Golden eagles breeding success at Scottish Highlands estate - BBC News


Published by BBC.COM

Summary generated on August 15, 2020


    Golden eagles have bred at a "Rewilding" estate in the Scottish Highlands for the first time in 40 years.

    An eagle pair successfully reared the chick at an artificial eyrie on the 10,000-acre Trees for Life Dundreggan estate.

    This positive news came as it emerged that a young tagged gold eagle known as Tom has gone missing in Perthshire.

    Its purpose was to encourage a pair of golden eagles to mate.

    There has been a recorded increase in black grouse, which is an important food source for golden eagles.

    Mr Gilbert said: "I do worry for the safety of the chick. They are renowned for wandering quite far distances. There are several black spots where eagles regularly disappear. Some of them are well within range of a young golden eagle - just 50 km away, and chicks can travel for 100-150km."

    Around 120 miles south, in the Strathbraan area of the Perthshire uplands, the young tagged golden eagle known as Tom has been reported missing.

    Raptor Persecution UK. Four of the eagles that were tagged by Raptor Persecution UK in 2017 have since disappeared.

    Police Scotland confirmed they have carried out enquiries regarding the missing golden eagle.

    While some claim that its tag could simply have stopped working, golden eagles do face persecution.

    According to the RSPB, Tom is now the sixth golden eagle to have disappeared in this area since 2014.

    Golden eagles prey on a variety of species, but their diet sometimes includes bird species that have been specifically managed to be killed for sport, like grouse or pheasant.

    Raptor Persecution UK. A report by Scottish Natural Heritage in 2017 concluded that a third of satellite-tagged golden eagles had disappeared suspiciously.

    Scientists say they have ruled out malfunctioning tags and wind farms as possible causes for the eagles vanishing.

    "Our scientific report to Scottish Government on the fates of satellite-tagged golden eagles found there was a pattern of suspicious activity surrounding the 'disappearance' of many of these birds. This work gave rise to Professor [Alan] Werritty's Grouse Moor Management Report which ministers are considering."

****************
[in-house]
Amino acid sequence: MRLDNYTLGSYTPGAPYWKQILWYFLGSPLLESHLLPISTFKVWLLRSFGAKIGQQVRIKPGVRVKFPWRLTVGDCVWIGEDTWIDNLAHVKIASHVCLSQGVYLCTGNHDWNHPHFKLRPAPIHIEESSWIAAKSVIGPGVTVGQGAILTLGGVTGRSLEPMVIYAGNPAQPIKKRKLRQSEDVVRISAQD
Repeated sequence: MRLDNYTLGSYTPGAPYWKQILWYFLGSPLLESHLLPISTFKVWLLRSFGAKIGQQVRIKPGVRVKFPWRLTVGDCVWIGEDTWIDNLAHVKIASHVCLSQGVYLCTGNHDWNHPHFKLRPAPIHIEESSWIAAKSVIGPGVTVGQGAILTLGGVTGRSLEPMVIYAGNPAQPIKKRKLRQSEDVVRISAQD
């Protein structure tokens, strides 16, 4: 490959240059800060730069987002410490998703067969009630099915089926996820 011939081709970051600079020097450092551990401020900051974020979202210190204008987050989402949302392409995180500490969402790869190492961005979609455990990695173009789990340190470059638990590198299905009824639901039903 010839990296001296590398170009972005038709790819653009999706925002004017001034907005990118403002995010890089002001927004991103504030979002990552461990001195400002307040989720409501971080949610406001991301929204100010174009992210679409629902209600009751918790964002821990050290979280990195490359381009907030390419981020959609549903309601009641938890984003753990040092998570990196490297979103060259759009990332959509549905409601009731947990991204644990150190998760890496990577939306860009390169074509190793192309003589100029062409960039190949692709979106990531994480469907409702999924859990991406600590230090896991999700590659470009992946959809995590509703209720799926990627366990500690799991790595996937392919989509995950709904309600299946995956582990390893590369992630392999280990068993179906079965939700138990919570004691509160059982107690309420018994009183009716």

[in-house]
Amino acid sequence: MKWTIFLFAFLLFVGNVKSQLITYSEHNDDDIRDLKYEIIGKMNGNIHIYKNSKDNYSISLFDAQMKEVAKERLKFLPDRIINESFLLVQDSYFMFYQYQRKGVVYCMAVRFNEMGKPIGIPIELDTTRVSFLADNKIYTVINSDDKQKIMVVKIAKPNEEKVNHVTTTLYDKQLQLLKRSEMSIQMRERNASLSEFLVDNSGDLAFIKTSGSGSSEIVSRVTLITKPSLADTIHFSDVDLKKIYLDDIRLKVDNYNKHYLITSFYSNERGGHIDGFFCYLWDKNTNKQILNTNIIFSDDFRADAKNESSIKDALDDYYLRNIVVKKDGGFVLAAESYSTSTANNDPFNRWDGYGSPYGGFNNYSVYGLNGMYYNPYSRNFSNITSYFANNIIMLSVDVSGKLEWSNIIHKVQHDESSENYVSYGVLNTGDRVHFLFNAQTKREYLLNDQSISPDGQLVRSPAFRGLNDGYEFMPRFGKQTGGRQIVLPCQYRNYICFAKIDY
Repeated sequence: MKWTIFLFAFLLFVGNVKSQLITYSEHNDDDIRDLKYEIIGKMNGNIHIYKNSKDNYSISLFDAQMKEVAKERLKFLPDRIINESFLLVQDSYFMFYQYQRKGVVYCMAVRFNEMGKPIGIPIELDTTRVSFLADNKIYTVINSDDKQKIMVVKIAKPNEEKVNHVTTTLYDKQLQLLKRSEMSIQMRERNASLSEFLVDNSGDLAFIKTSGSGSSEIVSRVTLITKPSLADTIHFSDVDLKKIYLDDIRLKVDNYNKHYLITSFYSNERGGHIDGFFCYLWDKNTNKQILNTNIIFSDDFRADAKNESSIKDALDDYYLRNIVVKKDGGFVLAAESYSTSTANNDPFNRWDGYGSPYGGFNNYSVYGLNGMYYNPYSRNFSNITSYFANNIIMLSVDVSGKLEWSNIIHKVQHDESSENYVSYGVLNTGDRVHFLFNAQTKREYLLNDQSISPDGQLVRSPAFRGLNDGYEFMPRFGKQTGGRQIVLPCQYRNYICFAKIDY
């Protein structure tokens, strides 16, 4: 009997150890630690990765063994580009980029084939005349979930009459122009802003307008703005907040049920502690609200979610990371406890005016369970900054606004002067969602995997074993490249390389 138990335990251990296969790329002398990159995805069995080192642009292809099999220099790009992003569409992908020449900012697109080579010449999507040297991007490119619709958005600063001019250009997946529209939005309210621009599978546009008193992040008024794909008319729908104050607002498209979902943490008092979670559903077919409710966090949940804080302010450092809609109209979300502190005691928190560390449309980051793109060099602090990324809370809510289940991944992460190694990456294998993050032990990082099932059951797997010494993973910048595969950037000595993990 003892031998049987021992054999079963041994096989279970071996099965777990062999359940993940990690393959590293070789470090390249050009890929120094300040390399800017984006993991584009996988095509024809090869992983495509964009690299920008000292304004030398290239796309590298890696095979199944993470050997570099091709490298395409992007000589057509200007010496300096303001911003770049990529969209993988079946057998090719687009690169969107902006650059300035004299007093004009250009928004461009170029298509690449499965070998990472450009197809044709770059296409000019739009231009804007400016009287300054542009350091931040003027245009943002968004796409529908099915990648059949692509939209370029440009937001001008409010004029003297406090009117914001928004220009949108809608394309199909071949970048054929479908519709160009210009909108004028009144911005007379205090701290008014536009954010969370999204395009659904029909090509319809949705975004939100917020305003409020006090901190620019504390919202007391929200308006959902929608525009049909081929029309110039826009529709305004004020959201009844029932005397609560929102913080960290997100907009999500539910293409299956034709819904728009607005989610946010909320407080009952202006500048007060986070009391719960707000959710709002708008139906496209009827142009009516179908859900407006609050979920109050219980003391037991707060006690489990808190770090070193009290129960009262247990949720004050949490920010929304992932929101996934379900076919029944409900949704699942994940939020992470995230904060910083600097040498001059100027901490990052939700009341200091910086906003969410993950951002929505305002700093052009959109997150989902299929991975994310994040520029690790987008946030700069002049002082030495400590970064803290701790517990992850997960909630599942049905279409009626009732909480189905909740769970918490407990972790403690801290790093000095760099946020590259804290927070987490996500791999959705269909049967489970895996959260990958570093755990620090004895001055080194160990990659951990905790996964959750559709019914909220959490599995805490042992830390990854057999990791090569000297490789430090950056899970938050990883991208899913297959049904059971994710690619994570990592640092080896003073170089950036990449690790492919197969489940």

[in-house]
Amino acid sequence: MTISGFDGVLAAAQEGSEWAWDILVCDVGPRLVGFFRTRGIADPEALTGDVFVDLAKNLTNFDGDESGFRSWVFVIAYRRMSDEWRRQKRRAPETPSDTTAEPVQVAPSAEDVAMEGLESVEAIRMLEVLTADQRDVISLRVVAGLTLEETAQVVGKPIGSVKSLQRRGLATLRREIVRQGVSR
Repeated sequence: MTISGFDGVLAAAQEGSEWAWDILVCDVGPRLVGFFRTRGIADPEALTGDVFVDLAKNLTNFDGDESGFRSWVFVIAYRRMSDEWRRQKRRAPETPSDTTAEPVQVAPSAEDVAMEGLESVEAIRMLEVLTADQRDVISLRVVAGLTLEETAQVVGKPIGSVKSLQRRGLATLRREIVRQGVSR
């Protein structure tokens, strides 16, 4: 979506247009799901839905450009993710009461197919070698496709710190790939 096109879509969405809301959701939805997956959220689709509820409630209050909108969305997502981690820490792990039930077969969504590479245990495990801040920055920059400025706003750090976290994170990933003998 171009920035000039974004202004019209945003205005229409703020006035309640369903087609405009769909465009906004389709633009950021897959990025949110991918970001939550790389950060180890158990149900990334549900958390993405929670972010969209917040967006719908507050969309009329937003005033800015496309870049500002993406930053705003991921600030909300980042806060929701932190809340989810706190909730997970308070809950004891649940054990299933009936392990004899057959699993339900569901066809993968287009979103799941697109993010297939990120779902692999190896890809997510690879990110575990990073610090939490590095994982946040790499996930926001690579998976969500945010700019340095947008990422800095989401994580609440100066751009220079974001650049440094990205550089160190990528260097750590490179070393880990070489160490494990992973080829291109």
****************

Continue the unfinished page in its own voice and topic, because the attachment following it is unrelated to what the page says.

Ian Thomson, head of investigations at RSPB Scotland said: "We have had 50 or so golden eagles go missing in identical circumstances on grouse moors since 2004. It's in the nature of a young eagle to be nomadic. They go all over Scotland, right up to the Inner Hebrides, then when they travel to the grouse moors in the East, they disappear mysteriously."

    "There have been no prosecutions for the killing of a golden eagle in Scotland," said Mr Thomson.

    According to the last national survey, in 2015, there were 508 pairs of golden eagles in Scotland.

    Ruth Tingay, from RPUK, told BBC News: "The Scottish government has known about the persecution of golden eagles on grouse moors for decades. It has kicked it into the long grass. The case has been made; there is huge public support, and there has been every opportunity to legislate. It's clear the industry can't self-regulate."

    Tim Baynes, who is moorland director for Scottish Land & Estates, said: "Local estates have been actively involved in efforts to find the golden eagle... We realise that when a tag stops transmitting there will be speculation as to whether it has died or has been killed. However, as searches have found nothing and eagles were recorded flying in the area shortly after the tag stopped transmitting and thereafter, this bird could well be still flying around with a malfunctioning tag."